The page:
9. Establishing the Decision Rule The critical value is the value of a statistic corresponding to a given significance level. This cutoff value determines the boundary between the samples resulting in a test statistic that leads to rejecting the null hypothesis and those that lead to a decision not to reject the null hypothesis.

    10. Establishing the Decision Rule The significance level is the maximum probability of committing a Type I statistical error. The probability is denoted by the symbol .

    11. Establishing the Decision Rule(Figure 8-3) Sampling Distribution Maximum probability of committing a Type I error =  Do not reject H0 Reject H0

    12. Establishing the Critical Value as a z -Value(Figure 8-4) From the standard normal table Then Rejection region  = 0.10 0.5 0.4 0

    13. Example of Determining the Critical Value (Figure 8-5) Rejection region  = 0.10 0.5 0.4 0

    14. Establishing the Decision Rule The test statistic is a function of the sampled observations that provides a basis for testing a statistical hypothesis.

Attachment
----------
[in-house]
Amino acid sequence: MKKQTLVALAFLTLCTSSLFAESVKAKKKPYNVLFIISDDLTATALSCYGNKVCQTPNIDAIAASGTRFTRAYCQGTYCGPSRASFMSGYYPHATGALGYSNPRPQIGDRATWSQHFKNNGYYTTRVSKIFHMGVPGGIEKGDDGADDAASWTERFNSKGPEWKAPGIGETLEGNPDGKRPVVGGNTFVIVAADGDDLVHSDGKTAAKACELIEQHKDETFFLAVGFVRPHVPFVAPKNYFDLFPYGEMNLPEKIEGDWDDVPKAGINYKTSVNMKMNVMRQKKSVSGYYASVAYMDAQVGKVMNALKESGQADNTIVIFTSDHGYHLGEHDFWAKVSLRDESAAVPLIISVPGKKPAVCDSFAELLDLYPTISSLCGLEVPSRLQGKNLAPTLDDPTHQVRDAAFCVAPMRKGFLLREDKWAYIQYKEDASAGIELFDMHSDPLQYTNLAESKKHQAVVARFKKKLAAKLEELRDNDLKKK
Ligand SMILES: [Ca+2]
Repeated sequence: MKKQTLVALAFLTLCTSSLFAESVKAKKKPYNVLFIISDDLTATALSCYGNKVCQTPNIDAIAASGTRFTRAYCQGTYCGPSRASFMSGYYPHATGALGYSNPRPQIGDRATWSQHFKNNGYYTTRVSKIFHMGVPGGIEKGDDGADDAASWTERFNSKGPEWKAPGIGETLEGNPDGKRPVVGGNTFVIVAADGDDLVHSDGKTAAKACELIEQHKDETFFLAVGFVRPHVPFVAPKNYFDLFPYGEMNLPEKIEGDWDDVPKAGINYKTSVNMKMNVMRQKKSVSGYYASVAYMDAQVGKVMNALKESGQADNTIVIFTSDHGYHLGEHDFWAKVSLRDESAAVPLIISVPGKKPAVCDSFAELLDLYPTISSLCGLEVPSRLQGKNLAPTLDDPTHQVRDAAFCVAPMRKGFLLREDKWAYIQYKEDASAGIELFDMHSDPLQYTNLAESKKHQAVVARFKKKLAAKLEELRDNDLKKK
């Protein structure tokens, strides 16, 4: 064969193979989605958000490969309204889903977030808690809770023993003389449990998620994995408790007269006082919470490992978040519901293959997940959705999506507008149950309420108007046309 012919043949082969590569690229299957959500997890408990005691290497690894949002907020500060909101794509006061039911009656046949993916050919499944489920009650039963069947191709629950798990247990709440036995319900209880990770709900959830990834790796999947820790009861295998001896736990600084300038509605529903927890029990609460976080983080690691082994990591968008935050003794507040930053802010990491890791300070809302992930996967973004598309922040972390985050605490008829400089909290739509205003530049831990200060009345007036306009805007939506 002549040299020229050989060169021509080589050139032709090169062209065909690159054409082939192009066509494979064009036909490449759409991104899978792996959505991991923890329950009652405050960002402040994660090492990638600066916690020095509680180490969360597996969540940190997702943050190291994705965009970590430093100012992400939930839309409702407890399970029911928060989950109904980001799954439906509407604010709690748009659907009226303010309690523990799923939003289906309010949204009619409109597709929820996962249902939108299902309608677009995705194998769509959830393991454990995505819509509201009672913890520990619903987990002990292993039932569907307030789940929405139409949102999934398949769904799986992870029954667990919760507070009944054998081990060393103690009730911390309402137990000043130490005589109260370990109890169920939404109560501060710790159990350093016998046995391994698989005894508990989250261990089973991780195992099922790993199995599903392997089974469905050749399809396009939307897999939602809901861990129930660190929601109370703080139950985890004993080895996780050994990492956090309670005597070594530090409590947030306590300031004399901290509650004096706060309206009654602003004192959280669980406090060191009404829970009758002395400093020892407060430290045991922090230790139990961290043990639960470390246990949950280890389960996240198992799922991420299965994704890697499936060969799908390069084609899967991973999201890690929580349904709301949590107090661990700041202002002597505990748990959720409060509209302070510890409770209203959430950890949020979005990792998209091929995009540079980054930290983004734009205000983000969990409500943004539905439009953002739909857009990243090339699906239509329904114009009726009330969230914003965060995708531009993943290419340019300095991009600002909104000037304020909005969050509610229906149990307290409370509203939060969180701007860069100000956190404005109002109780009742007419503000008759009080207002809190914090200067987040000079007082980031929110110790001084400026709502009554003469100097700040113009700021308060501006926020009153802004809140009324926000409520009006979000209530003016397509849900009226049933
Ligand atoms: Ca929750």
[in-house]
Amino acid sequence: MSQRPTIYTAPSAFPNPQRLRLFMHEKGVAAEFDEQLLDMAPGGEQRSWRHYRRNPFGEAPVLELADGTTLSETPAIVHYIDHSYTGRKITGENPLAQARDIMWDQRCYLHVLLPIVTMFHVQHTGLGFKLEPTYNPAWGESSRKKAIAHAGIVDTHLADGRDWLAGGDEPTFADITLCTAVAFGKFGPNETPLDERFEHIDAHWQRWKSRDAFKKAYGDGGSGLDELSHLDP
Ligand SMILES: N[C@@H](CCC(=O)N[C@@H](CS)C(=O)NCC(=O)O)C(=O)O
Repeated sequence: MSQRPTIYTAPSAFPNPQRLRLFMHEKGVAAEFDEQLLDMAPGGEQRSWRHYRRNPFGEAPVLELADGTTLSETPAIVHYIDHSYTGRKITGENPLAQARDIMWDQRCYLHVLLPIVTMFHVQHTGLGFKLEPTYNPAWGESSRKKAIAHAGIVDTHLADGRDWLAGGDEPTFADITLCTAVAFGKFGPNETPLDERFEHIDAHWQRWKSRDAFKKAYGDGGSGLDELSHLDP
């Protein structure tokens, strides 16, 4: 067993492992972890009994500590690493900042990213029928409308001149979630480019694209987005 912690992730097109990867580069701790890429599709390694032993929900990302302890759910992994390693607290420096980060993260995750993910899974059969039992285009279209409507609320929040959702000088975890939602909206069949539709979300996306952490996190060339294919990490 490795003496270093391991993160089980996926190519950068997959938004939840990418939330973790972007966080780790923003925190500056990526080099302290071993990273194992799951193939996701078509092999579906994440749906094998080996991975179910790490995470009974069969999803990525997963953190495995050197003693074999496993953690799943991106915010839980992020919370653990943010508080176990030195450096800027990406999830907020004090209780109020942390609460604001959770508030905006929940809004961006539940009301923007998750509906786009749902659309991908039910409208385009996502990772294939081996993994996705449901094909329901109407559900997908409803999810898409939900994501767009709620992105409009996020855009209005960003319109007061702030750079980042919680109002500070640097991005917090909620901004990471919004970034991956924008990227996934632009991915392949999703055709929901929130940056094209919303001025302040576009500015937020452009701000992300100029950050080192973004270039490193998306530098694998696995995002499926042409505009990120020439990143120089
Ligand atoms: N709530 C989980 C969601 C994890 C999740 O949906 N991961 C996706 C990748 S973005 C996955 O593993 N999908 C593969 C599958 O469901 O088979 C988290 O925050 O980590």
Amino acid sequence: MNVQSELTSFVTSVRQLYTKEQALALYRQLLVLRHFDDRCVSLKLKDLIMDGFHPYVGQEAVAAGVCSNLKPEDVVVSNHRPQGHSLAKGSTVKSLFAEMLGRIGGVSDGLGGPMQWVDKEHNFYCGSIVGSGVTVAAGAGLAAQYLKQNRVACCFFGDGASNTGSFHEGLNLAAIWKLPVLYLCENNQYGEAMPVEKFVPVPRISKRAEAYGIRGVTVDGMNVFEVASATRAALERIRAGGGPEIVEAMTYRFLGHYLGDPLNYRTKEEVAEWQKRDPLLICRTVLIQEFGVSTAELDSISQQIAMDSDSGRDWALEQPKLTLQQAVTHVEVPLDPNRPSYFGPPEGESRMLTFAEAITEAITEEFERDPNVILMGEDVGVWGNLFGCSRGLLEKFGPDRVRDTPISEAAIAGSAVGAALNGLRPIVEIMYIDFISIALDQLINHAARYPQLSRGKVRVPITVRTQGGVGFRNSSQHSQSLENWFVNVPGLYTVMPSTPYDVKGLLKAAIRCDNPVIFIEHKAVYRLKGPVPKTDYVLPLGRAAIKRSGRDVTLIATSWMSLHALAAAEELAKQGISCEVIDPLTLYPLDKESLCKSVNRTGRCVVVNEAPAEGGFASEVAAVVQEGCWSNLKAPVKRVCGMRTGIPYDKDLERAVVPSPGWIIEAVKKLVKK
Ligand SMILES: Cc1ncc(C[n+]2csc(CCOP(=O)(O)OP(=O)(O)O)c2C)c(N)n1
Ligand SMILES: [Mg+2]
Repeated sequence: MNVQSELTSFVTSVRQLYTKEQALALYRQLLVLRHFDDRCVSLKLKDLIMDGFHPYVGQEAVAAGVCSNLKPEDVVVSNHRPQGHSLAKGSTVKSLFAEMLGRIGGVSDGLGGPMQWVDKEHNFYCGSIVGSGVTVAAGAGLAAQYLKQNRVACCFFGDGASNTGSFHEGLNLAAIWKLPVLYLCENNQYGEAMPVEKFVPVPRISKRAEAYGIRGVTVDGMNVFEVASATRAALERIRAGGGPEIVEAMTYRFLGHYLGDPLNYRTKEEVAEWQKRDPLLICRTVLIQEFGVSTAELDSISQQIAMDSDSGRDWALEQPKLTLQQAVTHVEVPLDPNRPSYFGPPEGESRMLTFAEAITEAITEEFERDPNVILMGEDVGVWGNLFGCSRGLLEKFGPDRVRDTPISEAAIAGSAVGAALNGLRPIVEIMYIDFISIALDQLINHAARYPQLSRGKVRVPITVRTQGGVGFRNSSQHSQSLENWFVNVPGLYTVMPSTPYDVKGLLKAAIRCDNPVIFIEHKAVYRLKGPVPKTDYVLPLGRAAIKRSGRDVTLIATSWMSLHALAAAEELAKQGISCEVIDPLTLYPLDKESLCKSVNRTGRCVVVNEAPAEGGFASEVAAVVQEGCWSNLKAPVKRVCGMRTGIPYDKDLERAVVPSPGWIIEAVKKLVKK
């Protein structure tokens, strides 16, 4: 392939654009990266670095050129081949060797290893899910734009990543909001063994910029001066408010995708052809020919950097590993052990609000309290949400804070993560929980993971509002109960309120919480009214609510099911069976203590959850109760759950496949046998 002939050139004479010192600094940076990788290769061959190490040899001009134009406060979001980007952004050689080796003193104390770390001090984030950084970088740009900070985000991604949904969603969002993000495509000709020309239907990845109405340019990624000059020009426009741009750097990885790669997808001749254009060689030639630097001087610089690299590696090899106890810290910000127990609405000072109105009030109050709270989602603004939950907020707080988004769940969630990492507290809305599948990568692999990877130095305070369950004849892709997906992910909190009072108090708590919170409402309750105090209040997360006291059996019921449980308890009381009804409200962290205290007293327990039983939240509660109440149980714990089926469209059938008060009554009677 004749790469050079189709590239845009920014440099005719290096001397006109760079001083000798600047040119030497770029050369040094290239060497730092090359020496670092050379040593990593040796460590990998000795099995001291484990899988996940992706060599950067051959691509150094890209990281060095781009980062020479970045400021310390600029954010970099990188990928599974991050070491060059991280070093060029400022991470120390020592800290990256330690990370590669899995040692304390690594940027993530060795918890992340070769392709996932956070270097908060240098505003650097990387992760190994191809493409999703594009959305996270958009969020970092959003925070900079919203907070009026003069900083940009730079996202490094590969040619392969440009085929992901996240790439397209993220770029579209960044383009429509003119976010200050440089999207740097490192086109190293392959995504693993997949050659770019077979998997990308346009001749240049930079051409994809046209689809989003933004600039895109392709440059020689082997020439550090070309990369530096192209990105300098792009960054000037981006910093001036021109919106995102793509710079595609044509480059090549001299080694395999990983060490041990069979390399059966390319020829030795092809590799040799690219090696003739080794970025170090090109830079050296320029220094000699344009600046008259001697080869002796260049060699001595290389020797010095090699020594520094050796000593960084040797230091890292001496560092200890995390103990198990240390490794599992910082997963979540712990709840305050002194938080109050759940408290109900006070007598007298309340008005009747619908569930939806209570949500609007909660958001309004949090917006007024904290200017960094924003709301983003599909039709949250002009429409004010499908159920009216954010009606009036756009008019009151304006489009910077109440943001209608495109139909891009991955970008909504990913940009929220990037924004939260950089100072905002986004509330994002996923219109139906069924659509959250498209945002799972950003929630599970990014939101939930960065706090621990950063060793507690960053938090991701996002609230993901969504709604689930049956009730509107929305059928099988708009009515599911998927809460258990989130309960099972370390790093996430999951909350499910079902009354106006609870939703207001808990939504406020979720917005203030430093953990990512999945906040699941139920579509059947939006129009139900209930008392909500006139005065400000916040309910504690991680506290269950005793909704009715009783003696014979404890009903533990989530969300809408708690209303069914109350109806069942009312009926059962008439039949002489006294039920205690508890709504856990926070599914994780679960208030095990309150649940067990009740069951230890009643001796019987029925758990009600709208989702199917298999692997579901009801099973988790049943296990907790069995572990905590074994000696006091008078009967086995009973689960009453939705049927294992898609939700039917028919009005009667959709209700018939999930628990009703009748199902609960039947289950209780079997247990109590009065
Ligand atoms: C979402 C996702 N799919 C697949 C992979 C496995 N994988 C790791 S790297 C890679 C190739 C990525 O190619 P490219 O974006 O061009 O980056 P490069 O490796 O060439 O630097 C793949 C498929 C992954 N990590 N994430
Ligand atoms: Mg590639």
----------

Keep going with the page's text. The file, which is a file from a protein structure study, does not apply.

15. Establishing the Decision Rule The p-value refers to the probability (assuming the null hypothesis is true) of obtaining a test statistic at least as extreme as the test statistic we calculated from the sample. The p-value is also known as the observed significance level.

    16. Relationship Between the p-Value and the Rejection Region(Figure 8-6) Rejection region  = 0.10 p-value = 0.0036 0.5 0.4 0

    17. Summary of Hypothesis Testing Process The hypothesis testing process can be summarized in 6 steps: • Determine the null hypothesis and the alternative hypothesis. • Determine the desired significance level (). • Define the test method and sample size and determine a critical value. • Select the sample, calculate sample mean, and calculate the z-value or p-value. • Establish a decision rule comparing the sample statistic with the critical value. • Reach a conclusion regarding the null hypothesis.

    18. One-Tailed Hypothesis Tests A one-tailed hypothesis test is a test in which the entire rejection region is located in one tail of the test statistic’s distribution.